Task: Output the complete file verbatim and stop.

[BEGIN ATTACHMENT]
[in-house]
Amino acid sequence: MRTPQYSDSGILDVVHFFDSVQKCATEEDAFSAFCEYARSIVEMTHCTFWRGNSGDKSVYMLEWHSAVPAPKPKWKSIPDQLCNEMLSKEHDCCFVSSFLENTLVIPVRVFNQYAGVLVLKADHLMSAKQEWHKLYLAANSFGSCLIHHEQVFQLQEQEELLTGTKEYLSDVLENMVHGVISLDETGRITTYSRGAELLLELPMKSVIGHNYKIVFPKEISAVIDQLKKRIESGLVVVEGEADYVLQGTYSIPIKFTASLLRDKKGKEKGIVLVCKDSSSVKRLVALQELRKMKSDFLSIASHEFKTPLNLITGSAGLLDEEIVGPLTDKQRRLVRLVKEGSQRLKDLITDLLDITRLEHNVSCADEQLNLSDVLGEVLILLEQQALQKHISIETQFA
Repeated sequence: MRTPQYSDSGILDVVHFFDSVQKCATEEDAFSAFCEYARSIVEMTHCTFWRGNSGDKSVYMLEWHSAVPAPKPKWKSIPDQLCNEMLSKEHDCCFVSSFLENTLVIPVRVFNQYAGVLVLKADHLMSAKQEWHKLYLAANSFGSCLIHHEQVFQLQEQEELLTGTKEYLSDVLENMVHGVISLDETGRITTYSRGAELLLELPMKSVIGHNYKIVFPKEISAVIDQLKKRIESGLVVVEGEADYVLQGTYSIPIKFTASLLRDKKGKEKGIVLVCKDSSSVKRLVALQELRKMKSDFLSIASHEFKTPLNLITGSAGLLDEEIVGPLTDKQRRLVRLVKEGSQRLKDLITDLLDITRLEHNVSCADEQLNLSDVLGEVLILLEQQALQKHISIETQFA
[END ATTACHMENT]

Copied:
[in-house]
Amino acid sequence: MRTPQYSDSGILDVVHFFDSVQKCATEEDAFSAFCEYARSIVEMTHCTFWRGNSGDKSVYMLEWHSAVPAPKPKWKSIPDQLCNEMLSKEHDCCFVSSFLENTLVIPVRVFNQYAGVLVLKADHLMSAKQEWHKLYLAANSFGSCLIHHEQVFQLQEQEELLTGTKEYLSDVLENMVHGVISLDETGRITTYSRGAELLLELPMKSVIGHNYKIVFPKEISAVIDQLKKRIESGLVVVEGEADYVLQGTYSIPIKFTASLLRDKKGKEKGIVLVCKDSSSVKRLVALQELRKMKSDFLSIASHEFKTPLNLITGSAGLLDEEIVGPLTDKQRRLVRLVKEGSQRLKDLITDLLDITRLEHNVSCADEQLNLSDVLGEVLILLEQQALQKHISIETQFA
Repeated sequence: MRTPQYSDSGILDVVHFFDSVQKCATEEDAFSAFCEYARSIVEMTHCTFWRGNSGDKSVYMLEWHSAVPAPKPKWKSIPDQLCNEMLSKEHDCCFVSSFLENTLVIPVRVFNQYAGVLVLKADHLMSAKQEWHKLYLAANSFGSCLIHHEQVFQLQEQEELLTGTKEYLSDVLENMVHGVISLDETGRITTYSRGAELLLELPMKSVIGHNYKIVFPKEISAVIDQLKKRIESGLVVVEGEADYVLQGTYSIPIKFTASLLRDKKGKEKGIVLVCKDSSSVKRLVALQELRKMKSDFLSIASHEFKTPLNLITGSAGLLDEEIVGPLTDKQRRLVRLVKEGSQRLKDLITDLLDITRLEHNVSCADEQLNLSDVLGEVLILLEQQALQKHISIETQFA